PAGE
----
Friday, August 04, 2006

Never mind the facts, look at the headlines!

They say that a lie can be half way round the world while the truth is still lacing up its boots.

And the headline writers at newsdesks around the world are proving the old saying correct by having a ball with the "PrayerWatch" story, which wrongly suggests that Lincolnshire Police are calling on God to help solve crime.

Truth is (see my blog yesterday on the subject) the police have not asked the clergy to pray to cut crime. But since when did the media let the facts get in the way of a cracking headline...?

Here's a few of my favourites:

The London Times thunders:
Police enlist the power of prayer

While the Daily Telegraph informs its readers:
Let us pray to solve crime, say police
A rural police constabulary is calling on the ultimate special constable to help in its fight against crime: God.

The Guardian tells its followers:
Policing on a Prayer

The Yorkshire Post hails:
They've tried everything else but now police have turned to the power of prayer as their latest crime fighting tool against vandals and thieves.

Around the world, the headline writers have also joined in their fun:

The Edmonton Journal in Canada came up with:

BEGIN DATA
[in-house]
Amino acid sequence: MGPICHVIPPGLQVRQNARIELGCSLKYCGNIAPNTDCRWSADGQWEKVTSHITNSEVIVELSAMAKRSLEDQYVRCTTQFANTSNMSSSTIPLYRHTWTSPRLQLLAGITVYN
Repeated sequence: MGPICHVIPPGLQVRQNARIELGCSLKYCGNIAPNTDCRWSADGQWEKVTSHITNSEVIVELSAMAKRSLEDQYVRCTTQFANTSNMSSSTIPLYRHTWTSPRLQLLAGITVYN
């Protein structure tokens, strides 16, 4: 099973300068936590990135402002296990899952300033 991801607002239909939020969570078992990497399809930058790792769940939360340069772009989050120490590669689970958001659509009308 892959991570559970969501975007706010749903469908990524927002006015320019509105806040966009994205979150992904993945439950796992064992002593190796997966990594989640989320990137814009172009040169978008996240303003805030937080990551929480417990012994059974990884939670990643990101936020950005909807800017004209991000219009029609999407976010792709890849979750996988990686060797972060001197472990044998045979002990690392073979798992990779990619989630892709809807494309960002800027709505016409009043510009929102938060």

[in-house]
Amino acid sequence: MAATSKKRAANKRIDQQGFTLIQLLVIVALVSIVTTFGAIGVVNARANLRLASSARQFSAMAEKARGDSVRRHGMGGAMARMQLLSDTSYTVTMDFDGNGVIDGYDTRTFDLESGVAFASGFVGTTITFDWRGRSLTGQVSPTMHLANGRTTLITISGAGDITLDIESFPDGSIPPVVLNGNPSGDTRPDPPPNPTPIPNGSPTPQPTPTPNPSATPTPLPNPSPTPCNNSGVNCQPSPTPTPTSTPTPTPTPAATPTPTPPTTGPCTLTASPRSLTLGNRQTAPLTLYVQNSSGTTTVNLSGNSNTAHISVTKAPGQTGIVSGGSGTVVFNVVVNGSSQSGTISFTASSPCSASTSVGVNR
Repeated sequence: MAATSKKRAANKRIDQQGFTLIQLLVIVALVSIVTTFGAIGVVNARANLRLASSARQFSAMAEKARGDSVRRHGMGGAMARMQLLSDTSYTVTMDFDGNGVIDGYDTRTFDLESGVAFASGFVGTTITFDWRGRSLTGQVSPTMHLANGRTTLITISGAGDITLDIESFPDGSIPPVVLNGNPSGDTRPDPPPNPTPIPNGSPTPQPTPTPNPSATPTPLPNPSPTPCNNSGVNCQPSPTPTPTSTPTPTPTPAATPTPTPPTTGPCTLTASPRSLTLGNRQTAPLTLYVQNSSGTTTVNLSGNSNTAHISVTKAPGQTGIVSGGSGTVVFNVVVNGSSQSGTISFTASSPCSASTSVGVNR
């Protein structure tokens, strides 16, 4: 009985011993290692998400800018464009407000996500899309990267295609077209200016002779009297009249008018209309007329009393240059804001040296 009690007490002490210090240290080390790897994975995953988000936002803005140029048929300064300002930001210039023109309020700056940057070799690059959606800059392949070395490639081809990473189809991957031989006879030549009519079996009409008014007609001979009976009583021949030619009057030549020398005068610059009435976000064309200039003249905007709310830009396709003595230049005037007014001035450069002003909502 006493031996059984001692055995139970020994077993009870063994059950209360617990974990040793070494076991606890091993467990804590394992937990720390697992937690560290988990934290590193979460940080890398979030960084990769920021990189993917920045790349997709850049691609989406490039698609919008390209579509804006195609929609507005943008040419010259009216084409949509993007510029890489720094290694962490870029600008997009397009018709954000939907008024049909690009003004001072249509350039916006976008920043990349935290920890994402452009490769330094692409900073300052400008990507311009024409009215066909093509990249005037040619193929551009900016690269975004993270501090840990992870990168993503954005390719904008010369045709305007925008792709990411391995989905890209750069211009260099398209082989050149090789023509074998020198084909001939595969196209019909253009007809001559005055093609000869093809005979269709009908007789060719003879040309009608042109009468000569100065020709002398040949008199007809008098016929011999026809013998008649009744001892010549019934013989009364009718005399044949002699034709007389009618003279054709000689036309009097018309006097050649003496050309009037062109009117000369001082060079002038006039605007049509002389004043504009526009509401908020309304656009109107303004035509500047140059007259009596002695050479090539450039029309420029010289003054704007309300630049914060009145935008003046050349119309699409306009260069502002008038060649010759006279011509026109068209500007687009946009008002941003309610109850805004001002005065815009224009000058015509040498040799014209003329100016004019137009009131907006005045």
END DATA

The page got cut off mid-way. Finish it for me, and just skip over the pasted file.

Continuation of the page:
Officer, how can we catch criminals? Err, let us pray

The Mumbai Mirror in India says:
Cops in Lincolnshire are turning to the power of prayers to nab criminals

New Zealanders read:
Cops pray for help catching crooks

Aussies are fed with:
Dear Lord, please help cops catch crooks

South Africans reading the SA Independent see:
A lower crime rate? Amen to that, say police

And Malaysians are served up with:
Dear Lord, please help cops
catch crooks. Amen

But our very own Daily Mail, always desperate to score a political point or ten, takes the biscuit for this offering:

With fewer than one in 10 burglaries being solved, the reign of law seems to be fading fast in Lincolnshire. So the police are turning to the power of prayer instead.

Priceless. But way off beam.

Truth is crime in Lincolnshire, particularly burlaries, has been consistently cut over the past few years.

And that's due to hard work by the record number of police we now have on the streets of Lincolnshire - ably assisted by the ranks of police community support officers.

But you won't read that in the Mail.

The truth doesn't fit their agenda.

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